reviewed by Fiona Cook
They say that there’s three sides to every story – your side, my side, and the truth. Sometimes, though, that’s just the start, and as 56 Days unfolds it starts to become clear that first impressions can cover any number of secrets.
Set in Dublin at the start of the COVID 19 pandemic, we’re introduced to Oliver and Ciara as they first meet. They bond over space shuttles and French 75s; when lockdown begins only a couple of days later, they decide to move in together rather than face separation. Unfortunately for them, the reader knows that someone isn’t making it out of there alive; but how and why did it all go so wrong?
56 Days is absolutely excellent – so many of these books turn into a race to the end to find out what happened, but here the reader is going to enjoy the journey just as much as the eventual discovery. It may feel like it reads fast, but that’s just because it will suck you in right from the start – I’d advise against starting this at bedtime, because putting it down again is the only part I didn’t enjoy.
This is one of the first novels I’ve read to take place in the pandemic, and it’s anything but a gimmick. Catherine Ryan Howard has captured the uncertain, unsettled feelings of those early weeks, even down to the odd guilty spark of relief at no longer needing an excuse to stay home. The atmosphere broods in the background, building up the tension and paranoia between our two doomed lovers and bolstering the uncanny feeling of something that’s just not quite right. She’s preserved a moment of time that was hard for the people living in it to put into words, and done it with beautiful clean prose that immerses a reader and keeps them captivated.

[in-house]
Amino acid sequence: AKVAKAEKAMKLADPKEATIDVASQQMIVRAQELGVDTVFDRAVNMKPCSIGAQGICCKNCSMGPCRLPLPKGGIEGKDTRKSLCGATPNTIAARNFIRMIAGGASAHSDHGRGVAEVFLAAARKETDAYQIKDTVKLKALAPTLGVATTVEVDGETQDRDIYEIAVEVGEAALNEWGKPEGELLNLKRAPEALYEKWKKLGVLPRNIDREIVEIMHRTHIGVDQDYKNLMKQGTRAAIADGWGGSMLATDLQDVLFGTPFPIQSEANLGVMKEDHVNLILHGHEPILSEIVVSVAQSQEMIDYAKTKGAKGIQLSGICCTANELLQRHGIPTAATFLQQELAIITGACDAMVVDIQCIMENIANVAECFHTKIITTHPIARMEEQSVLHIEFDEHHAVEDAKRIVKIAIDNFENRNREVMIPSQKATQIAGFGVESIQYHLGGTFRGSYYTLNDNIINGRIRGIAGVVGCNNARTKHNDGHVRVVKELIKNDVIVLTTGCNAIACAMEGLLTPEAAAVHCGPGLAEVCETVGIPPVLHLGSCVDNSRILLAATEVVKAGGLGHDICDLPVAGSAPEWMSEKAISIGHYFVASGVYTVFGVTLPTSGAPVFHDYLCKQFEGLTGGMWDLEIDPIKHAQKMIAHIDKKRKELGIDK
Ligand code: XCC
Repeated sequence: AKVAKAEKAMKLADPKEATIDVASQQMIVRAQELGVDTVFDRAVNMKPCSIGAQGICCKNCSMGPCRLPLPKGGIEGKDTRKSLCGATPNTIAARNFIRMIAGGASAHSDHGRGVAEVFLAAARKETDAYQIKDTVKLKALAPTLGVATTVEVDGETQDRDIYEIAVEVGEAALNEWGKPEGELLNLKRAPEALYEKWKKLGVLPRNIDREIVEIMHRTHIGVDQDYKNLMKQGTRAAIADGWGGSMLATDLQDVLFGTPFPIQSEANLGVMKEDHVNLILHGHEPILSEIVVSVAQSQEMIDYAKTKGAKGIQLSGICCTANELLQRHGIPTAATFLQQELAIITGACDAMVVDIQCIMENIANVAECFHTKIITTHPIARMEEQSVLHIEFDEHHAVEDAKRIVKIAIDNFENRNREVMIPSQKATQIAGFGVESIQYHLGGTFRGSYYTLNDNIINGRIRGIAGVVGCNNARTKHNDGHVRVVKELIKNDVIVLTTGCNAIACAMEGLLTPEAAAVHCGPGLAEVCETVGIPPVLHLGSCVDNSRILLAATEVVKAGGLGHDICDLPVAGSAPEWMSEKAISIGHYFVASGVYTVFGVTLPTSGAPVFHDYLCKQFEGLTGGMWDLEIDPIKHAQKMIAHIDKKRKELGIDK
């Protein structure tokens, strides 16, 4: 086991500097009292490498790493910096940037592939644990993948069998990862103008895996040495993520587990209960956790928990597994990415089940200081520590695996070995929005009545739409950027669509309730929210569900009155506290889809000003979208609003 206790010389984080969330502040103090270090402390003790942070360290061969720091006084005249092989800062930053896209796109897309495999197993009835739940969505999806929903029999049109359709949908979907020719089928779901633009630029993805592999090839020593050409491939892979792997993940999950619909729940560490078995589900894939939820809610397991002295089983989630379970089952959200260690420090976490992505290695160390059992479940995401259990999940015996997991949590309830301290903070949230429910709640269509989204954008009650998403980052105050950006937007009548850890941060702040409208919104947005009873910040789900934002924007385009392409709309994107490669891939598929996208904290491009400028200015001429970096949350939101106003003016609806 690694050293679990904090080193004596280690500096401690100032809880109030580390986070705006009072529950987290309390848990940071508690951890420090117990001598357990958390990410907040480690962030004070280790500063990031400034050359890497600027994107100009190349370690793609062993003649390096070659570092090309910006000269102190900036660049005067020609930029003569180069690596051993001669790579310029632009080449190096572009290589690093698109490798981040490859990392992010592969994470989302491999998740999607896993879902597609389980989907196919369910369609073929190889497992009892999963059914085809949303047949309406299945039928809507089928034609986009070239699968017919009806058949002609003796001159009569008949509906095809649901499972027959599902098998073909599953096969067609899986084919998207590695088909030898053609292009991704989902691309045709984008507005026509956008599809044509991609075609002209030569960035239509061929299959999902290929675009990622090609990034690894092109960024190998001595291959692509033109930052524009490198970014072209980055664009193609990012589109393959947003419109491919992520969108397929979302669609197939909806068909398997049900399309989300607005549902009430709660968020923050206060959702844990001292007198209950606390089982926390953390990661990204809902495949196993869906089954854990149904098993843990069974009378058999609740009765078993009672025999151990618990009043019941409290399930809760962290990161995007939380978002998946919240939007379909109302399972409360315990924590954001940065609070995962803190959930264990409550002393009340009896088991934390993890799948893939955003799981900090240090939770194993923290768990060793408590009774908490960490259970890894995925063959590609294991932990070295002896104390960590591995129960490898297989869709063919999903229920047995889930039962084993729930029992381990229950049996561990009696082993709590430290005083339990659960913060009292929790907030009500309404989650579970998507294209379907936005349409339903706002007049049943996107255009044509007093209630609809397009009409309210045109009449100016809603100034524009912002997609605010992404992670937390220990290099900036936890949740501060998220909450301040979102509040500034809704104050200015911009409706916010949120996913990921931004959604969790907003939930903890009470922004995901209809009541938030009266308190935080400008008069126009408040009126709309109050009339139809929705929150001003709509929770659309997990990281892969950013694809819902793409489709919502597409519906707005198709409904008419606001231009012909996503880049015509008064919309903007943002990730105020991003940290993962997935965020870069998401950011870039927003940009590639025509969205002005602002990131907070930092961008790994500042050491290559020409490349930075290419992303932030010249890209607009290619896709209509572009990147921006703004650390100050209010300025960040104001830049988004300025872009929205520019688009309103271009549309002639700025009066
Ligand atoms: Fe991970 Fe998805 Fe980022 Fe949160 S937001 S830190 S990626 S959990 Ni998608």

56 Days will engage, it will enthrall, and it will most definitely surprise. Easily one of my favorites for 2021, and one I’ll be recommending to everyone in need of a good book.
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